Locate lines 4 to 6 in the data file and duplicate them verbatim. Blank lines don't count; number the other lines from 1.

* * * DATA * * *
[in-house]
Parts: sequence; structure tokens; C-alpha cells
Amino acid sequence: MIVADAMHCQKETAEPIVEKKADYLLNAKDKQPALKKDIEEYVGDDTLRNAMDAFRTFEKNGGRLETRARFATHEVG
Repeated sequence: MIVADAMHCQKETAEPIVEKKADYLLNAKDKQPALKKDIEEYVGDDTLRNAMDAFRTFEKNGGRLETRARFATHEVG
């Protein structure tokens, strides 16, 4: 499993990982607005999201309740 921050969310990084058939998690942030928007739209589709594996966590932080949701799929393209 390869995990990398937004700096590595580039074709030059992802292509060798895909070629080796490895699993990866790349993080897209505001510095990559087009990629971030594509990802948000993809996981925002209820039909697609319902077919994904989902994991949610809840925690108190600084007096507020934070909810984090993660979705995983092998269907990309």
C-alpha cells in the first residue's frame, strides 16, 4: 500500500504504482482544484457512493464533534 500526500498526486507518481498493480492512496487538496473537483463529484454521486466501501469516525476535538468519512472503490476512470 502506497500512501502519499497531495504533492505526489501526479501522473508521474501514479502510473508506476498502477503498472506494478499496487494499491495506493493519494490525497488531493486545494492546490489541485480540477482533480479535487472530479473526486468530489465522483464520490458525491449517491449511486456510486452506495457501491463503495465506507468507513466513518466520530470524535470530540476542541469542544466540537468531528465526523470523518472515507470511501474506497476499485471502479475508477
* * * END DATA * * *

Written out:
Repeated sequence: MIVADAMHCQKETAEPIVEKKADYLLNAKDKQPALKKDIEEYVGDDTLRNAMDAFRTFEKNGGRLETRARFATHEVG
């Protein structure tokens, strides 16, 4: 499993990982607005999201309740 921050969310990084058939998690942030928007739209589709594996966590932080949701799929393209 390869995990990398937004700096590595580039074709030059992802292509060798895909070629080796490895699993990866790349993080897209505001510095990559087009990629971030594509990802948000993809996981925002209820039909697609319902077919994904989902994991949610809840925690108190600084007096507020934070909810984090993660979705995983092998269907990309």
C-alpha cells in the first residue's frame, strides 16, 4: 500500500504504482482544484457512493464533534 500526500498526486507518481498493480492512496487538496473537483463529484454521486466501501469516525476535538468519512472503490476512470 502506497500512501502519499497531495504533492505526489501526479501522473508521474501514479502510473508506476498502477503498472506494478499496487494499491495506493493519494490525497488531493486545494492546490489541485480540477482533480479535487472530479473526486468530489465522483464520490458525491449517491449511486456510486452506495457501491463503495465506507468507513466513518466520530470524535470530540476542541469542544466540537468531528465526523470523518472515507470511501474506497476499485471502479475508477